• In 2010, there was a slight increase in ratings on 2009. The episode which peaked 3.7 million was the last in the year. Aired on 17 December 2010 the episode titled, "These Boots" saw the departure of receptionist Ruth Pearce and the dramatic scenes of Dr Simon Bond having to have his stomach pumped by colleagues; Dr Zara Carmichael and Dr Daniel Granger. The previous episode aired on 16 December peaked viewers of 3.5 million to see Receptionist Karen Hollins receive news about her unexpected pregnancy.
  • The highest 2011 rating, so far, is 2.5 million on 31 January, witnessing Karen Hollins make a decision on her unwanted pregnancy.
  • 2011's highest rating came on Thursday 15 December, which saw the return of Ag Penrose, Rob's auntie; just over three million viewers watched Lynda Baron return.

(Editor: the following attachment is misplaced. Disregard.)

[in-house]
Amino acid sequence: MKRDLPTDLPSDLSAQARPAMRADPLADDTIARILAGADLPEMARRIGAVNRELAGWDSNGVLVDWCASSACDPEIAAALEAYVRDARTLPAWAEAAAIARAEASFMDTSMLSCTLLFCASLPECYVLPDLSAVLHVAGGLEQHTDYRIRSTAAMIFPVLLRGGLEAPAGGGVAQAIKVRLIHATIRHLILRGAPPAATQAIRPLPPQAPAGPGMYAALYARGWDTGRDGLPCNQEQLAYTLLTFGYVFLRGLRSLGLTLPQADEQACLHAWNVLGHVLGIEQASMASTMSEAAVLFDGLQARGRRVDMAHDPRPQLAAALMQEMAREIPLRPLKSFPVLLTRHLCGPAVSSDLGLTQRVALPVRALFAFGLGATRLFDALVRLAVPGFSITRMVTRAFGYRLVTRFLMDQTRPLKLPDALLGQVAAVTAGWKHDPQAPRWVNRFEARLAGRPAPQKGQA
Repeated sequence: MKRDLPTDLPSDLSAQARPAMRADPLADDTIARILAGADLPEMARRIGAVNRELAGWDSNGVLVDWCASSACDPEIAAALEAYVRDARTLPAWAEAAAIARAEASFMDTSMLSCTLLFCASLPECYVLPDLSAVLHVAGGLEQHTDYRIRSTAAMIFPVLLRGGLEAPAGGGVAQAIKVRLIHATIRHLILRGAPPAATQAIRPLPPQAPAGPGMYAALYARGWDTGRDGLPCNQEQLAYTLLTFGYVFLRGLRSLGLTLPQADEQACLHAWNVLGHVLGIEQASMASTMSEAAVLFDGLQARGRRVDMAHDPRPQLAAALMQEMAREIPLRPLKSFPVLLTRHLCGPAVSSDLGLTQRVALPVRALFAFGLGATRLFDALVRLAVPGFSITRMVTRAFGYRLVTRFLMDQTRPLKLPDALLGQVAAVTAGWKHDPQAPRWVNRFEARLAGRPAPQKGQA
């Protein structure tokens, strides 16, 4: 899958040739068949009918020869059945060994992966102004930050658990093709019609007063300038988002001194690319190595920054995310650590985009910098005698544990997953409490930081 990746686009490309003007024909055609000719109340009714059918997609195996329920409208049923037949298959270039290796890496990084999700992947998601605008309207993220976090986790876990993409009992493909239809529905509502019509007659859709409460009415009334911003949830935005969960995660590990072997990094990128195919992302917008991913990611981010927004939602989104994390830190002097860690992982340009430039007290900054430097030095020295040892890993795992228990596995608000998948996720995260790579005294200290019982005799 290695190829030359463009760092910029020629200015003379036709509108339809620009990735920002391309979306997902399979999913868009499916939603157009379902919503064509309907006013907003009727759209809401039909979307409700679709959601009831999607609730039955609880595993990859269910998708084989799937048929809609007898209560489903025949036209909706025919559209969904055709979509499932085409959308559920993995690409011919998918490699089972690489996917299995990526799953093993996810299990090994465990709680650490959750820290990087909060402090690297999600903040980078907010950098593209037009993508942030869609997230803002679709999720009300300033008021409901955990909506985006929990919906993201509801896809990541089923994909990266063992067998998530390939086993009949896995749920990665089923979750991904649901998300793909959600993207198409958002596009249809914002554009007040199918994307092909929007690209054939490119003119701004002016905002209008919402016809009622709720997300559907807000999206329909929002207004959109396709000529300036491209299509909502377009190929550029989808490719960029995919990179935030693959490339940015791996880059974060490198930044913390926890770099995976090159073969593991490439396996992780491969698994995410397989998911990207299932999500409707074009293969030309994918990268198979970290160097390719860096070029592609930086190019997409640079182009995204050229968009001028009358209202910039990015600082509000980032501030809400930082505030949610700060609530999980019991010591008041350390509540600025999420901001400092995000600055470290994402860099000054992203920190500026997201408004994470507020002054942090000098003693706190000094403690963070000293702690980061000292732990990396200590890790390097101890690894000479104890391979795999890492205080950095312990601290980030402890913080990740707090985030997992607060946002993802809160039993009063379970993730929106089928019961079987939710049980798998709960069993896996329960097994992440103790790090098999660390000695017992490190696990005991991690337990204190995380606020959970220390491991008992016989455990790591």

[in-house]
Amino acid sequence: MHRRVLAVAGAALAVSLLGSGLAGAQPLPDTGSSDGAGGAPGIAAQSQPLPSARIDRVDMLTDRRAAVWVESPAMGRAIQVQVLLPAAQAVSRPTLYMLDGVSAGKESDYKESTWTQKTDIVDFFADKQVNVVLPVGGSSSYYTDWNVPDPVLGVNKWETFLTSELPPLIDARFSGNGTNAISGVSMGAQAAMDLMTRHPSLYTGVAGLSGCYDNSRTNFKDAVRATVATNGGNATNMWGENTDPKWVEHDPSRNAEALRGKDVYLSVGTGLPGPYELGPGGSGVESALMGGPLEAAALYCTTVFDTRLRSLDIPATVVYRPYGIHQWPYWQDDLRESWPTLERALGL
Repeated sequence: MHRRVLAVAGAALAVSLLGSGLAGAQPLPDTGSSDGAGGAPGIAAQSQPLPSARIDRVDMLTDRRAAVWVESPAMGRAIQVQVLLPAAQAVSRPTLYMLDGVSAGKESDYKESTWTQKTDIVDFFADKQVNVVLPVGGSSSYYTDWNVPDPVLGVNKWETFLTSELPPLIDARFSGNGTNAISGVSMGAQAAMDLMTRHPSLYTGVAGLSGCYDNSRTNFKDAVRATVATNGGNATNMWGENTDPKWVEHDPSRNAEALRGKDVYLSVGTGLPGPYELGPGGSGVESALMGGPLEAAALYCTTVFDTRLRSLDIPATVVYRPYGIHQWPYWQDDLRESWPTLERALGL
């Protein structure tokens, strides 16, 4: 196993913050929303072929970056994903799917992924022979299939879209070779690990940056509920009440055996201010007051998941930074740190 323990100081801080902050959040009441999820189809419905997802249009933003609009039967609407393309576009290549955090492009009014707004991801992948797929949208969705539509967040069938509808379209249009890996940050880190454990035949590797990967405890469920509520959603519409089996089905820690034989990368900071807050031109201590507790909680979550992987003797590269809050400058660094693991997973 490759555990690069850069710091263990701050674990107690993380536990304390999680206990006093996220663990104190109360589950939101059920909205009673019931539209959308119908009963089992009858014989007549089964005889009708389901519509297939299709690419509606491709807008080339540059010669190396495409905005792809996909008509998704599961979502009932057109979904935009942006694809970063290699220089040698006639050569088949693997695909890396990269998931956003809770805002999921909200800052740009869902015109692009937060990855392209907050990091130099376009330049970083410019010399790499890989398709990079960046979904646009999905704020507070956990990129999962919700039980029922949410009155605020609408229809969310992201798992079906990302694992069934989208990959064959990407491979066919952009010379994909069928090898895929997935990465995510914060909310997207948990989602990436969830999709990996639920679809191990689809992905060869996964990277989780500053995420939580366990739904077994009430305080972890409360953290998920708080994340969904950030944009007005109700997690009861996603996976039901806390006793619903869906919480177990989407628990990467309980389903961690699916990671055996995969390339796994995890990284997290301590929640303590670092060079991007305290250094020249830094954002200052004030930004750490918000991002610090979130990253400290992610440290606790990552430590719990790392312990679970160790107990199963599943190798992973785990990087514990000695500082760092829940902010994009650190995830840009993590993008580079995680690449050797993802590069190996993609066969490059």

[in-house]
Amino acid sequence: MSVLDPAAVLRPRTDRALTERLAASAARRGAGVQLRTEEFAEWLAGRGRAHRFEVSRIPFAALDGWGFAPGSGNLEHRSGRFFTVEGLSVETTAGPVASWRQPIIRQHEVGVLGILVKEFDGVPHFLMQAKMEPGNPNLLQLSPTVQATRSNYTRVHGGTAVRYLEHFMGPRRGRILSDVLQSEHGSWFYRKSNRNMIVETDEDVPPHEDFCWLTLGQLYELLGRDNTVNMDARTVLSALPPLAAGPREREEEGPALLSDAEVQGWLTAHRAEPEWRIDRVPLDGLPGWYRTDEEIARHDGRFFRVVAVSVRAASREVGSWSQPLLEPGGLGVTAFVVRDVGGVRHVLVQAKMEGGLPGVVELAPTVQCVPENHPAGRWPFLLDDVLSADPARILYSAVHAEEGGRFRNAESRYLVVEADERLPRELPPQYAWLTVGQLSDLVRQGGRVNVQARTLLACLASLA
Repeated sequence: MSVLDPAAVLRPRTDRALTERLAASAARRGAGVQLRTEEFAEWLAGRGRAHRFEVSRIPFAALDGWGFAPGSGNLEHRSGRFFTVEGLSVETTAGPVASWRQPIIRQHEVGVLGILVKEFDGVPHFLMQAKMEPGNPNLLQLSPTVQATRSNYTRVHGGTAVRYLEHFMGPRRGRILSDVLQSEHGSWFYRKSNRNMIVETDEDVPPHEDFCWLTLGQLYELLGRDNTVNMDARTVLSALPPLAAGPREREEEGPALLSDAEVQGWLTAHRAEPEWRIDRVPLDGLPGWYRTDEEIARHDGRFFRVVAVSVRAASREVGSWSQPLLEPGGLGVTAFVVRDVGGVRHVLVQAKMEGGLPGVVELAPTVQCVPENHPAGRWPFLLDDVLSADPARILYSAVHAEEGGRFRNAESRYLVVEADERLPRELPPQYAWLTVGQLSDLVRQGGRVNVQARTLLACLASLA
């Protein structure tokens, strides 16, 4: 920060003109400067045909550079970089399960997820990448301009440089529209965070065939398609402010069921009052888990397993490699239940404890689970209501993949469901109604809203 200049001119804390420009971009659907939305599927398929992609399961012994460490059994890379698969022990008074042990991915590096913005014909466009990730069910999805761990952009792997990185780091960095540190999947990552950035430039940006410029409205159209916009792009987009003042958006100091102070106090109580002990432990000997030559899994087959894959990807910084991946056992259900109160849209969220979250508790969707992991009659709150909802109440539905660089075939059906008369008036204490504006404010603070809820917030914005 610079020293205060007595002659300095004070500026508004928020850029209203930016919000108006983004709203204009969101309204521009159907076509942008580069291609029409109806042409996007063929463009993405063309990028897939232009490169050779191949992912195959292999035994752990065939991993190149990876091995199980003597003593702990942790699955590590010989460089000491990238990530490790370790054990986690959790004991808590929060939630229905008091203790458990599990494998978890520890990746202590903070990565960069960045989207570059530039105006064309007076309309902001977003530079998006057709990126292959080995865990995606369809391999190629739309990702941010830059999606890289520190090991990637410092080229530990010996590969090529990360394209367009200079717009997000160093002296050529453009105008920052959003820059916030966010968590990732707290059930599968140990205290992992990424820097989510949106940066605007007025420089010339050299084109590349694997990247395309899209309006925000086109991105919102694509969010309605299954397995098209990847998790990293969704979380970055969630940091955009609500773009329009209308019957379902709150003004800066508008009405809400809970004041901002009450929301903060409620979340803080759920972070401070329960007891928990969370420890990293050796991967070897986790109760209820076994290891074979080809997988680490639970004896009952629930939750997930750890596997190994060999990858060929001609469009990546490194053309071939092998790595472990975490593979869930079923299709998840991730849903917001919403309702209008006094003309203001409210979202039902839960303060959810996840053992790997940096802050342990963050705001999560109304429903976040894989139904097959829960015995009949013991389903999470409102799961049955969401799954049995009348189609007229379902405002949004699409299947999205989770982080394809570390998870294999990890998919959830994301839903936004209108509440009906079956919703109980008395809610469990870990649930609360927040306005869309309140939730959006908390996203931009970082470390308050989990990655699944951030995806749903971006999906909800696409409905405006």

• In 2012, the episode aired on 13 February, which saw the birth of Joe Carmichael was watched by 2.37 million. The day after, 2.09 million tuned in to see Cherry marry Jimmi.
  • In 2014, episodes in January reached 1.7 million, with a peak of 1.8 million on 23rd.[10] On 12 February, the highest rating of the year of 1.94m was achieved.[11]

Awards and nominations

The show has been nominated for and won a variety of different awards. As of July 2015, Doctors has been nominated for 187 awards and has won 22.

In popular culture

In 2011 British anti-folk artists, the Ranters, released the album: Wine, Women & Kebabs, which included the song: "Doctors is the Best Show on Television".[12]


  1. ^ Carson Black. IMDb. Retrieved 20 August 2013
  2. ^ a b c "Doctors" (2000) - Episode list. IMDb.
  3. ^
  4. ^
  5. ^ a b c d
  6. ^ Pebble Mill at One (TV Series 1973–1996) - IMDb
  7. ^
  8. ^
  9. ^ a b Doctors (TV Series 2000– ) - IMDb
  10. ^
  11. ^
  12. ^

External links